Like most of us I enjoy a good superhero movie, preferably one in which the lead is an ordinary guy or girl who works hard and trains hard and becomes a superhero only when they don their superhero outfit, pull a tiny mask over their eyes, and go to work – like Zorro, Captain America, Batman and Catwoman.
Yes, I know Catwoman was a baddie in the ’60s, but it turns out she’s really been one of the good guys all along, and the nicking stuff thing is just an amusing eccentricity.
I mention this because I like ultra-low-volume diving masks, and the only real downside to such masks is a tendency for them to make
you look like an extra from a low-budget superhero movie.
I say the only downside, but there is another, and slightly more personal, one. Some years ago I was persuaded to have a caricature of myself drawn by a street-artist, and when my other half saw the drawing she said it was all nose and glasses, then went quiet and added that it was
a very good likeness. So you’ll appreciate that nasal accommodation is important to me.
All of the above went through my mind when Mares sent me its frameless X-Free ultra-low-volume freediving mask to try, and it was a relief to find that it was white with grey highlights. Black does tend to emphasise the Zorro thing.
First and second jobs, peel off the protective stickers from the lenses, then rub toothpaste on the inner surfaces to fully clean and degrease them to avoid fogging, followed by wash out, spit and rub, and go diving. Does anyone else find that their new mask smells minty for a few dives, despite thorough rinsing?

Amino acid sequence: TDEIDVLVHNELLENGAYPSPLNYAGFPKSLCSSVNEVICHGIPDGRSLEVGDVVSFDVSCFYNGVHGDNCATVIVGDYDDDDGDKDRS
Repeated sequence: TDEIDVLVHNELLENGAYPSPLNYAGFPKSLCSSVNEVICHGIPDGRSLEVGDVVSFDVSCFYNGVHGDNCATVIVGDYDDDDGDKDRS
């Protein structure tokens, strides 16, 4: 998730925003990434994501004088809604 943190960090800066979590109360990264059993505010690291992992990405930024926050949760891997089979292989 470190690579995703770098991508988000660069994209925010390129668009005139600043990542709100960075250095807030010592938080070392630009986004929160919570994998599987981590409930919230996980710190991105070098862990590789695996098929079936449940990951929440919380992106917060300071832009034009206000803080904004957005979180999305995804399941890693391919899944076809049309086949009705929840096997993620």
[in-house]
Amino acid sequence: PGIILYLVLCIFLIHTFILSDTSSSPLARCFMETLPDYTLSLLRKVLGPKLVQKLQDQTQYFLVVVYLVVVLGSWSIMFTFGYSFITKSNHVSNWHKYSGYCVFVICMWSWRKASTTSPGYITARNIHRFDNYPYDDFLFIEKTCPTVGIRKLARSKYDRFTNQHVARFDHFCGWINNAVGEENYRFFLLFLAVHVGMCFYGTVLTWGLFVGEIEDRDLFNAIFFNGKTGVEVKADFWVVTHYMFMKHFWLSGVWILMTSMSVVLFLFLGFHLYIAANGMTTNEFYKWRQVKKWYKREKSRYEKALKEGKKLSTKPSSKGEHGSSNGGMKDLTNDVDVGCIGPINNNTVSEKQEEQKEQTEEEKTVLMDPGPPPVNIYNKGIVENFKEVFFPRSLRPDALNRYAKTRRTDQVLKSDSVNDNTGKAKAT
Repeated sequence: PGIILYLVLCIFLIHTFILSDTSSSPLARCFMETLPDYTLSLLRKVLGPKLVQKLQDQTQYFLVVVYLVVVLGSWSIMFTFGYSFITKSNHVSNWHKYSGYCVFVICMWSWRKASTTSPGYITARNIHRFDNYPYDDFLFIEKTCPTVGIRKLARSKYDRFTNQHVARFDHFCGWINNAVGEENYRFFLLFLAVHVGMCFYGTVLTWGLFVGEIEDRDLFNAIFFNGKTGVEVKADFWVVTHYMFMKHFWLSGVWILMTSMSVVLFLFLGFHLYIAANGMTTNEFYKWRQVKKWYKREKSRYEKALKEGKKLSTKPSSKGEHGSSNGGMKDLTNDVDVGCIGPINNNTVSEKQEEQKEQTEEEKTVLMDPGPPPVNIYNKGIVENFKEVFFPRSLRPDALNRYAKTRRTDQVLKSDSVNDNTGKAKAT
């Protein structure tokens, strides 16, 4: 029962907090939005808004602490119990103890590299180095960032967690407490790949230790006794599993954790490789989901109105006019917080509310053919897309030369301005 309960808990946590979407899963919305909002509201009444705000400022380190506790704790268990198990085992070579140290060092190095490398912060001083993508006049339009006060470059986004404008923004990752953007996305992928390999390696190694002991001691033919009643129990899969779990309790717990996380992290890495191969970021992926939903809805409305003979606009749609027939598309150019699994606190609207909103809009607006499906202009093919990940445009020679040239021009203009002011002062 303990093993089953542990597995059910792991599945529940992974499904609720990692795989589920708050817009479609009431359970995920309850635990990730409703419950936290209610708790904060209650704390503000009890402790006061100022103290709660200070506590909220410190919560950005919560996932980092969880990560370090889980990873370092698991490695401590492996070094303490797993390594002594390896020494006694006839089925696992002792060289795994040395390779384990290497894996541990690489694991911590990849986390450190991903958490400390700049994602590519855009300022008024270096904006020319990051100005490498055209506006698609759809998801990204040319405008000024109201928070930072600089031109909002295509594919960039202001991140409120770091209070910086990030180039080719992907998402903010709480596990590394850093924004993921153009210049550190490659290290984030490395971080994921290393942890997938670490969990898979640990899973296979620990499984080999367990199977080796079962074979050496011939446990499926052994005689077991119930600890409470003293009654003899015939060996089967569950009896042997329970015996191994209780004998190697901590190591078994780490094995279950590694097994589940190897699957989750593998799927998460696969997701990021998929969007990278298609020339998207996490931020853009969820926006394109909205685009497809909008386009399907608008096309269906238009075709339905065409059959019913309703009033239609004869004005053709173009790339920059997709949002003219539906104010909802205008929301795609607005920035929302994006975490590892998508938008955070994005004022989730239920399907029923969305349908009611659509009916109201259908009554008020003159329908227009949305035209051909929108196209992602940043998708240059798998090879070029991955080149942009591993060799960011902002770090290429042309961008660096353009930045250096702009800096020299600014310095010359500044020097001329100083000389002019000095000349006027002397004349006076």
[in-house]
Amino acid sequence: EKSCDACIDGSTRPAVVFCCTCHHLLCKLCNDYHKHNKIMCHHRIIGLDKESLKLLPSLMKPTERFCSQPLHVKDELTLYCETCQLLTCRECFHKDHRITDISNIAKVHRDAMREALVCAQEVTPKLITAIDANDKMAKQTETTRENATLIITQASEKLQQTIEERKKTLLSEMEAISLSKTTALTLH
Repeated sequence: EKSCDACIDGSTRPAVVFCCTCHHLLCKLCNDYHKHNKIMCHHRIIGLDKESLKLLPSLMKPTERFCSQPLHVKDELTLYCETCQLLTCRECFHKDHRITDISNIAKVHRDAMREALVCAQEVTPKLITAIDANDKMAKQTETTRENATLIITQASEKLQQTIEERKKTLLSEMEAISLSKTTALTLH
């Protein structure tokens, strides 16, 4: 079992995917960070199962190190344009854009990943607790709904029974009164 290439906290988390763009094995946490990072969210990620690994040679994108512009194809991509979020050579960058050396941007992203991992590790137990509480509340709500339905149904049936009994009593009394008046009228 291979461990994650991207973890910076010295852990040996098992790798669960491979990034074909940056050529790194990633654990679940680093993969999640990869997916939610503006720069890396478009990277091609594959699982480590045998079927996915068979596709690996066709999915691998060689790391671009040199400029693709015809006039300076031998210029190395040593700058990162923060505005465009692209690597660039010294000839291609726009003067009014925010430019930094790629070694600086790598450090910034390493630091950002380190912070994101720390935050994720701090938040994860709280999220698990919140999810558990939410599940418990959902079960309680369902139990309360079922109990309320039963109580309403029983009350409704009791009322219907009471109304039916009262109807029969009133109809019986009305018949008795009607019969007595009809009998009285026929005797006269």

Design & Fit
The Mares X-Free is made of an extremely soft and pliable material that followed the contours of my face perfectly. Placing it over my eyes and nose, it took just the merest inward sniff to hold it securely in place.
That’s probably the single most important thing to check when trying a mask for the first time, and a good start for the Mares.
Mares X-Free strap-adjustment: squeeze the tabs together to adjust, release to lock the strap length.
The strap is adjusted and the setting held firm with a pinch-type arrangement near the flexible tab at each side, where strap and mask are joined, and is flexible enough to cope easily with a bare head or a hood.
Talking of hoods, the mask fitted easily inside the face opening on every hood I was able to try, unlike bigger masks that need you to run a finger under the hood aperture to ensure that the skirt is sitting on your face.
It’s not a big deal, but refitting your mask at depth with cold hands and numb fingers in thick gloves will be simpler with the X-Free.
Once fitted, the mask remained exactly where it was supposed to be when I entered the water, either bare-headed or over a hood, and when rolling back off a RIB or striding from the dive-deck. The strap flares out to form a broad cup for the back of your head, and it does the job well.